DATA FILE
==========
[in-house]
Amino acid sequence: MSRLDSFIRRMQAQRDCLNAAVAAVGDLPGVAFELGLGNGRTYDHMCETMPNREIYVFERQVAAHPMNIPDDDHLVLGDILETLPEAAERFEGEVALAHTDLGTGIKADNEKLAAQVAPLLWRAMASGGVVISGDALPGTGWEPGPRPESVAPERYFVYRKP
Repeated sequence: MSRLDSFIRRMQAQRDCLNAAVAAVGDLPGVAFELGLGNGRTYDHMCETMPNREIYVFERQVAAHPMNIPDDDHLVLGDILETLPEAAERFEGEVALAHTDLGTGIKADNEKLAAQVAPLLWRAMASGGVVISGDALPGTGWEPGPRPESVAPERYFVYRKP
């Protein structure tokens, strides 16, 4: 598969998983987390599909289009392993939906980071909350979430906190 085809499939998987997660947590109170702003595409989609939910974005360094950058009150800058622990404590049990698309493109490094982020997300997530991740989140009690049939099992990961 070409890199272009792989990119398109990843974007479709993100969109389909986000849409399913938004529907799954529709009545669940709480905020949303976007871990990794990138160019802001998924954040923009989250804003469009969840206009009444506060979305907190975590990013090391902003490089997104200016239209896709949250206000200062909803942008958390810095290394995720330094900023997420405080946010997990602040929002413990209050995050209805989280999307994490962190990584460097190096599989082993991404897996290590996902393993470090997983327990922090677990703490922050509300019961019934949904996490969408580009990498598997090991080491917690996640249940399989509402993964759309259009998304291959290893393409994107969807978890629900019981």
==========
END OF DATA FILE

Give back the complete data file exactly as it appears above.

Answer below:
[in-house]
Amino acid sequence: MSRLDSFIRRMQAQRDCLNAAVAAVGDLPGVAFELGLGNGRTYDHMCETMPNREIYVFERQVAAHPMNIPDDDHLVLGDILETLPEAAERFEGEVALAHTDLGTGIKADNEKLAAQVAPLLWRAMASGGVVISGDALPGTGWEPGPRPESVAPERYFVYRKP
Repeated sequence: MSRLDSFIRRMQAQRDCLNAAVAAVGDLPGVAFELGLGNGRTYDHMCETMPNREIYVFERQVAAHPMNIPDDDHLVLGDILETLPEAAERFEGEVALAHTDLGTGIKADNEKLAAQVAPLLWRAMASGGVVISGDALPGTGWEPGPRPESVAPERYFVYRKP
């Protein structure tokens, strides 16, 4: 598969998983987390599909289009392993939906980071909350979430906190 085809499939998987997660947590109170702003595409989609939910974005360094950058009150800058622990404590049990698309493109490094982020997300997530991740989140009690049939099992990961 070409890199272009792989990119398109990843974007479709993100969109389909986000849409399913938004529907799954529709009545669940709480905020949303976007871990990794990138160019802001998924954040923009989250804003469009969840206009009444506060979305907190975590990013090391902003490089997104200016239209896709949250206000200062909803942008958390810095290394995720330094900023997420405080946010997990602040929002413990209050995050209805989280999307994490962190990584460097190096599989082993991404897996290590996902393993470090997983327990922090677990703490922050509300019961019934949904996490969408580009990498598997090991080491917690996640249940399989509402993964759309259009998304291959290893393409994107969807978890629900019981």